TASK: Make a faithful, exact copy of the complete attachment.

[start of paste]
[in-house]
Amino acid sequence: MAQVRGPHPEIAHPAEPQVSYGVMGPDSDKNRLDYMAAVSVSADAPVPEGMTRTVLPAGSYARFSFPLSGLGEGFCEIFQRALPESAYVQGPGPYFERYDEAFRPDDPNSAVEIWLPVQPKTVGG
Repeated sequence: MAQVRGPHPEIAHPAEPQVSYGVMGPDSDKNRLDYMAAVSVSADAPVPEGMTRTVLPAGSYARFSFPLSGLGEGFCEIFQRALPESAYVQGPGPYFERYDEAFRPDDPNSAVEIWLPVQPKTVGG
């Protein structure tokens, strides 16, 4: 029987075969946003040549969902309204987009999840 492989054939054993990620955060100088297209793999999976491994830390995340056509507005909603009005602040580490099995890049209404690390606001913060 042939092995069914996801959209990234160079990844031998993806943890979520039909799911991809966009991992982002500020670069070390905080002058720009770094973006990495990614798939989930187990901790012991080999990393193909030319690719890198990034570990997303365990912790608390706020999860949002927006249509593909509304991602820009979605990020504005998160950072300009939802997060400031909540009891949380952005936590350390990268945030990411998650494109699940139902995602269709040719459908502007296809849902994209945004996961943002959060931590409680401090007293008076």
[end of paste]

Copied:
[in-house]
Amino acid sequence: MAQVRGPHPEIAHPAEPQVSYGVMGPDSDKNRLDYMAAVSVSADAPVPEGMTRTVLPAGSYARFSFPLSGLGEGFCEIFQRALPESAYVQGPGPYFERYDEAFRPDDPNSAVEIWLPVQPKTVGG
Repeated sequence: MAQVRGPHPEIAHPAEPQVSYGVMGPDSDKNRLDYMAAVSVSADAPVPEGMTRTVLPAGSYARFSFPLSGLGEGFCEIFQRALPESAYVQGPGPYFERYDEAFRPDDPNSAVEIWLPVQPKTVGG
């Protein structure tokens, strides 16, 4: 029987075969946003040549969902309204987009999840 492989054939054993990620955060100088297209793999999976491994830390995340056509507005909603009005602040580490099995890049209404690390606001913060 042939092995069914996801959209990234160079990844031998993806943890979520039909799911991809966009991992982002500020670069070390905080002058720009770094973006990495990614798939989930187990901790012991080999990393193909030319690719890198990034570990997303365990912790608390706020999860949002927006249509593909509304991602820009979605990020504005998160950072300009939802997060400031909540009891949380952005936590350390990268945030990411998650494109699940139902995602269709040719459908502007296809849902994209945004996961943002959060931590409680401090007293008076």